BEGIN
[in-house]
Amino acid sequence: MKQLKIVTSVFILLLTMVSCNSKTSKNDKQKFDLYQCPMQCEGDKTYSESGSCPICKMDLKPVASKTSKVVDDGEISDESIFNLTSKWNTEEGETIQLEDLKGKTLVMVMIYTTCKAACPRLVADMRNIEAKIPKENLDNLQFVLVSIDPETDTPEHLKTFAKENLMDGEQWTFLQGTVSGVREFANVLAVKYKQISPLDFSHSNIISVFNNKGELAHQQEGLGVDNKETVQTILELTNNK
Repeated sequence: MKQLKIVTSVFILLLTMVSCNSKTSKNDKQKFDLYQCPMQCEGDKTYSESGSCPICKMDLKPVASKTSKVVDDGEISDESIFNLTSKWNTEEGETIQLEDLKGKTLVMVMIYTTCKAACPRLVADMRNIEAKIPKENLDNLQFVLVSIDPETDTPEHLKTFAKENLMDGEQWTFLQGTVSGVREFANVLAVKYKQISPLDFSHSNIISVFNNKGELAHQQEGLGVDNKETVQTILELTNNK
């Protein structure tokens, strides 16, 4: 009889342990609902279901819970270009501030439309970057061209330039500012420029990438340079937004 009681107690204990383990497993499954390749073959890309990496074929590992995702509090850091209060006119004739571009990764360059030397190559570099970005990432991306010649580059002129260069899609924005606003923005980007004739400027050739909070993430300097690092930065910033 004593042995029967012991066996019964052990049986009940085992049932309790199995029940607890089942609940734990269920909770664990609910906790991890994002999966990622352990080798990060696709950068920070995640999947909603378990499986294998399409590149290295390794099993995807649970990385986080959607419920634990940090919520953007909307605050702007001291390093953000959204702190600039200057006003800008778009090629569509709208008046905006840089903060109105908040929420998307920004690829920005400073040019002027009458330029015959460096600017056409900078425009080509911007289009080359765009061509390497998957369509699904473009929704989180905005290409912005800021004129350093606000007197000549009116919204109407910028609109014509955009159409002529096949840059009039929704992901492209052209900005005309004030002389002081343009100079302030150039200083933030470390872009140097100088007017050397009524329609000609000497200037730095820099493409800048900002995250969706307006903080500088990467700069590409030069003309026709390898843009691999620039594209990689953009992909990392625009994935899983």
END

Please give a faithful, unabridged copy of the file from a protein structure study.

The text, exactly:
[in-house]
Amino acid sequence: MKQLKIVTSVFILLLTMVSCNSKTSKNDKQKFDLYQCPMQCEGDKTYSESGSCPICKMDLKPVASKTSKVVDDGEISDESIFNLTSKWNTEEGETIQLEDLKGKTLVMVMIYTTCKAACPRLVADMRNIEAKIPKENLDNLQFVLVSIDPETDTPEHLKTFAKENLMDGEQWTFLQGTVSGVREFANVLAVKYKQISPLDFSHSNIISVFNNKGELAHQQEGLGVDNKETVQTILELTNNK
Repeated sequence: MKQLKIVTSVFILLLTMVSCNSKTSKNDKQKFDLYQCPMQCEGDKTYSESGSCPICKMDLKPVASKTSKVVDDGEISDESIFNLTSKWNTEEGETIQLEDLKGKTLVMVMIYTTCKAACPRLVADMRNIEAKIPKENLDNLQFVLVSIDPETDTPEHLKTFAKENLMDGEQWTFLQGTVSGVREFANVLAVKYKQISPLDFSHSNIISVFNNKGELAHQQEGLGVDNKETVQTILELTNNK
């Protein structure tokens, strides 16, 4: 009889342990609902279901819970270009501030439309970057061209330039500012420029990438340079937004 009681107690204990383990497993499954390749073959890309990496074929590992995702509090850091209060006119004739571009990764360059030397190559570099970005990432991306010649580059002129260069899609924005606003923005980007004739400027050739909070993430300097690092930065910033 004593042995029967012991066996019964052990049986009940085992049932309790199995029940607890089942609940734990269920909770664990609910906790991890994002999966990622352990080798990060696709950068920070995640999947909603378990499986294998399409590149290295390794099993995807649970990385986080959607419920634990940090919520953007909307605050702007001291390093953000959204702190600039200057006003800008778009090629569509709208008046905006840089903060109105908040929420998307920004690829920005400073040019002027009458330029015959460096600017056409900078425009080509911007289009080359765009061509390497998957369509699904473009929704989180905005290409912005800021004129350093606000007197000549009116919204109407910028609109014509955009159409002529096949840059009039929704992901492209052209900005005309004030002389002081343009100079302030150039200083933030470390872009140097100088007017050397009524329609000609000497200037730095820099493409800048900002995250969706307006903080500088990467700069590409030069003309026709390898843009691999620039594209990689953009992909990392625009994935899983």